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WYMAN SAYS GROWING SURPLUS SHOULD FUND TAXPAYER REBATE

Contact: Steve Jensen
860-702-3308 or 860-702-3301

State Comptroller Nancy Wyman today projected that the state will end the 1997-98 fiscal year with a surplus of $225 million, and called for some of the money to be returned to taxpayers in rebate checks.

Wyman's surplus estimate is nearly $100 million above what she had projected in her three previous monthly reports on the state budget. She said the rising surplus is being driven by extraordinarily high collections of the state income tax - based on robust growth in jobs and personal earnings - and the strong national and state economies.

Total income tax revenues for the year are expected to reach $3.4 billion; about $300 million more than originally anticipated.

Wyman recently proposed a plan to use a portion of the surplus to give taxpayers a rebate check, fill the state's emergency Rainy Day Fund and pay down the state's $9.2 billion debt. She said her plan would create a permanent tax relief system that is tied directly to the performance of state government, and is more stable than yearly tinkering with tax rates.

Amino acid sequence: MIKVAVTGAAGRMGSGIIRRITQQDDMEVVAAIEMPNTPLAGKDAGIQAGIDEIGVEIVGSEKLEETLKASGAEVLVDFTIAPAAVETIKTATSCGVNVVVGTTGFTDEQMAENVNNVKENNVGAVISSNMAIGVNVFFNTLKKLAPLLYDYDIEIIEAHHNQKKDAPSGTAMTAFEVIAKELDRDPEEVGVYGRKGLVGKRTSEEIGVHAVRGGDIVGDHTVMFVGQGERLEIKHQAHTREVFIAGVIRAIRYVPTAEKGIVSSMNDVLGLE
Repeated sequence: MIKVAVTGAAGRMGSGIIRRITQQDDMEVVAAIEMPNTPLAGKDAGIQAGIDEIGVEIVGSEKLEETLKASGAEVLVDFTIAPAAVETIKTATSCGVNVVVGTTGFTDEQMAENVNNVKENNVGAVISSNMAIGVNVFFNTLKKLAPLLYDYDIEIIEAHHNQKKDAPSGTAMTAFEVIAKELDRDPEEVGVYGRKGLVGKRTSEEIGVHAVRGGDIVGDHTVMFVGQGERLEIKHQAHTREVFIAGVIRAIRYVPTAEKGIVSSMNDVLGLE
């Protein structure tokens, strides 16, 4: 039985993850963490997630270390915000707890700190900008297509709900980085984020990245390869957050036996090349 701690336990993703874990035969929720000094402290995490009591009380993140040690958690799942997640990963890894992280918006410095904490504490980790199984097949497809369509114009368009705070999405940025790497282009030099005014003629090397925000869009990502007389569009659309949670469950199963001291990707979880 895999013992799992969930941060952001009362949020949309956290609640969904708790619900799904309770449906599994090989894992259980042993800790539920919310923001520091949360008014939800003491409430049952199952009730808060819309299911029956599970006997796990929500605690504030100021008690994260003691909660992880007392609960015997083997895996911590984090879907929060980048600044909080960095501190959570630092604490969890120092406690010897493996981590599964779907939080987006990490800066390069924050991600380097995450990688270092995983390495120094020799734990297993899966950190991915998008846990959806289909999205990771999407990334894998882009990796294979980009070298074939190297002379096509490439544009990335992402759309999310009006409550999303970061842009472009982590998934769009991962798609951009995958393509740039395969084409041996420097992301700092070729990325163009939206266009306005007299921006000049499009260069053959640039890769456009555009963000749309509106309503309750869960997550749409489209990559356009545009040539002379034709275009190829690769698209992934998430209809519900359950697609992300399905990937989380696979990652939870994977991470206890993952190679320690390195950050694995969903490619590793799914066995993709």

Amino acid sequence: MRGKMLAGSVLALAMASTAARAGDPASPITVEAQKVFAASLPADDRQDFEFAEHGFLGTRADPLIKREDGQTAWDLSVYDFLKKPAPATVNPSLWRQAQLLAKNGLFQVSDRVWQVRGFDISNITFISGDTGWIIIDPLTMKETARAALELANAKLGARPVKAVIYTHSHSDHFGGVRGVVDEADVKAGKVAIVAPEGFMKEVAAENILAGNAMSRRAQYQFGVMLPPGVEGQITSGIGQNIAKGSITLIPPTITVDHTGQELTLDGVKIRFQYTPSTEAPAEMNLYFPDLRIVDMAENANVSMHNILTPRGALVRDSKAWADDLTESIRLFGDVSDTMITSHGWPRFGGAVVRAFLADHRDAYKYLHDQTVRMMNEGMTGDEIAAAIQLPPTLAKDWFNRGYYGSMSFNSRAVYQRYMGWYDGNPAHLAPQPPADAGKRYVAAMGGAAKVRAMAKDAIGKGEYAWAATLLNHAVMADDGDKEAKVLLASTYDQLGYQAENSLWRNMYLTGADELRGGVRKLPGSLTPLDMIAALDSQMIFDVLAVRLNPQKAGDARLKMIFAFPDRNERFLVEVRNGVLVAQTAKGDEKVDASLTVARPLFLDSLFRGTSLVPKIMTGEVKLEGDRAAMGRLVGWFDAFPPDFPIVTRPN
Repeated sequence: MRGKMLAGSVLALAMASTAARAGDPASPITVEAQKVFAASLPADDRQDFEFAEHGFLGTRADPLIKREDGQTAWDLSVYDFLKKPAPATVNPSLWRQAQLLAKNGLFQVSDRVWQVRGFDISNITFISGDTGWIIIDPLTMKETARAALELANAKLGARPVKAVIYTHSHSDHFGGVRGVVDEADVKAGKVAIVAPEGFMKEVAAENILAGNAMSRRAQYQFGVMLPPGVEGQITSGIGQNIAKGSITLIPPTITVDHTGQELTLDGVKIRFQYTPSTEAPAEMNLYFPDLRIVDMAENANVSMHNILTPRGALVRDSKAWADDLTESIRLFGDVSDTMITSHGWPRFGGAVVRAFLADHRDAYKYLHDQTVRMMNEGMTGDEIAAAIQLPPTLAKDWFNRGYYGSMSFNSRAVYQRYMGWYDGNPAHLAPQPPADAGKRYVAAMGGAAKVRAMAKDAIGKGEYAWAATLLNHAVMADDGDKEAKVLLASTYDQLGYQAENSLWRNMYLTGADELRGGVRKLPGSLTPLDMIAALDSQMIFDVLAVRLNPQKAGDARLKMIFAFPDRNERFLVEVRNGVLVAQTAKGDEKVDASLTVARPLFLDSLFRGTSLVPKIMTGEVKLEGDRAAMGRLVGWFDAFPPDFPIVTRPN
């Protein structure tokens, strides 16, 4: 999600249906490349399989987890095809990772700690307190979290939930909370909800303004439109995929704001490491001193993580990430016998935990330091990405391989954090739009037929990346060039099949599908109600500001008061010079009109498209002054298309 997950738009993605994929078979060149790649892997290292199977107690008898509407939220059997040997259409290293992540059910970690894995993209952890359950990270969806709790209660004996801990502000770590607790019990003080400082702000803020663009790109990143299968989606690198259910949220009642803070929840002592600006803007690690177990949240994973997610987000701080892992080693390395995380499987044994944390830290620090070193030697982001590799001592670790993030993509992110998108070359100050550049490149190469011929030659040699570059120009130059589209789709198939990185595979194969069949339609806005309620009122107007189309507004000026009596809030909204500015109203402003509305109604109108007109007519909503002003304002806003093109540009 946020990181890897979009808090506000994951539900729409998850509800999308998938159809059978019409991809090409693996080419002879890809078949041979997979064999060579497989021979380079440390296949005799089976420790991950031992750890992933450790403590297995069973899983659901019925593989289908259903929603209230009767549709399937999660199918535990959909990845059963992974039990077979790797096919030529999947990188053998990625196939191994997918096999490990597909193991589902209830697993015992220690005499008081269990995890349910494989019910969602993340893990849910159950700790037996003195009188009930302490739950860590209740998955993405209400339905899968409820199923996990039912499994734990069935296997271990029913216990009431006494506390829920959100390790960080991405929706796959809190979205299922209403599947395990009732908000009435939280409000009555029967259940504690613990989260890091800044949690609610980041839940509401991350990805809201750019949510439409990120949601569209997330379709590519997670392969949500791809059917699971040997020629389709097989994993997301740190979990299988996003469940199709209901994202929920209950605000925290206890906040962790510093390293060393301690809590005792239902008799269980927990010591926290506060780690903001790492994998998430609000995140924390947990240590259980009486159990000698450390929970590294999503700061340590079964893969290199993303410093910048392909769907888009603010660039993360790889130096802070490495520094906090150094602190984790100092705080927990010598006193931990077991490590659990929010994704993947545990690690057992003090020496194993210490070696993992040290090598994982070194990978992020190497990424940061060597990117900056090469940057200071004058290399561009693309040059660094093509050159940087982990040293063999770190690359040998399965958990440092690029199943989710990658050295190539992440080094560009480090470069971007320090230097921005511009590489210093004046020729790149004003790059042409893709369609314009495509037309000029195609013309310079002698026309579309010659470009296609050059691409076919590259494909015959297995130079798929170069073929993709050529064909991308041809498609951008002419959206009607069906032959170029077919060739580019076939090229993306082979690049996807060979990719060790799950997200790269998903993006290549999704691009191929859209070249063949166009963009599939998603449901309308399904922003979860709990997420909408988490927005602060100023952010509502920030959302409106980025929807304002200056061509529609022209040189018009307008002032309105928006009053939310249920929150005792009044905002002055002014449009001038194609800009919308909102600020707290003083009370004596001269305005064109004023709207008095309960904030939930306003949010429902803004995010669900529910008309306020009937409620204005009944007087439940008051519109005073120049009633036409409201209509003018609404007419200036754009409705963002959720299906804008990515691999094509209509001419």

"These new surplus estimates would allow my rebate plan to provide meaningful tax relief for individuals and give the state some long-term financial stability," Wyman said. "My plan also would ensure that today's tax cuts are not tomorrow's tax increases."

State law calls for any surplus to be used first to fill the Rainy Day fund, which is now about $130 million short of its targeted level of $450 million. In the first year of Wyman's plan, individual rebates would be paid from the surplus remaining after the Rainy Day Fund is filled.

Under the current surplus estimates, Wyman's plan would provide a check of approximately $100 to each of the state's taxpayers this year, to be spent however they choose. In subsequent years, rebates would be distributed from 90 percent of the surplus, with the other 10 percent going to reduce state debt.

"When a corporation finishes the year with a profit, it pays its shareholders a dividend," Wyman said. "The taxpayers who pay the bill for running our state government deserve nothing less."

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For Immediate Release
January 29, 1998

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